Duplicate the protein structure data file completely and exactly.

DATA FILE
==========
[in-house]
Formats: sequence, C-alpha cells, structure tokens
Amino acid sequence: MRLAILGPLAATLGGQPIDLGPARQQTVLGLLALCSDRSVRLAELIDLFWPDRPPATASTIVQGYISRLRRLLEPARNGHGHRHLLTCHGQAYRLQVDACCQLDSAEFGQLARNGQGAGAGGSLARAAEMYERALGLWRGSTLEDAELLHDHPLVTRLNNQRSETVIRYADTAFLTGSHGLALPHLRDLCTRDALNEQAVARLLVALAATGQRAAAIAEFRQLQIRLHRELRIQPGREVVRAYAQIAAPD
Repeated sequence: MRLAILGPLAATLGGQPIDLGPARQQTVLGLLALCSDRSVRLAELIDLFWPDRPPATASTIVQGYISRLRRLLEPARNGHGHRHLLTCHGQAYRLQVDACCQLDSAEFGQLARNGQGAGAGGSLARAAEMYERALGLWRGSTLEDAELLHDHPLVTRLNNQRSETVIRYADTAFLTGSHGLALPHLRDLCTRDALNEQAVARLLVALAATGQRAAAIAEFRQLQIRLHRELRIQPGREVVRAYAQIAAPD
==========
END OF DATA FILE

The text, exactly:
[in-house]
Formats: sequence, C-alpha cells, structure tokens
Amino acid sequence: MRLAILGPLAATLGGQPIDLGPARQQTVLGLLALCSDRSVRLAELIDLFWPDRPPATASTIVQGYISRLRRLLEPARNGHGHRHLLTCHGQAYRLQVDACCQLDSAEFGQLARNGQGAGAGGSLARAAEMYERALGLWRGSTLEDAELLHDHPLVTRLNNQRSETVIRYADTAFLTGSHGLALPHLRDLCTRDALNEQAVARLLVALAATGQRAAAIAEFRQLQIRLHRELRIQPGREVVRAYAQIAAPD
Repeated sequence: MRLAILGPLAATLGGQPIDLGPARQQTVLGLLALCSDRSVRLAELIDLFWPDRPPATASTIVQGYISRLRRLLEPARNGHGHRHLLTCHGQAYRLQVDACCQLDSAEFGQLARNGQGAGAGGSLARAAEMYERALGLWRGSTLEDAELLHDHPLVTRLNNQRSETVIRYADTAFLTGSHGLALPHLRDLCTRDALNEQAVARLLVALAATGQRAAAIAEFRQLQIRLHRELRIQPGREVVRAYAQIAAPD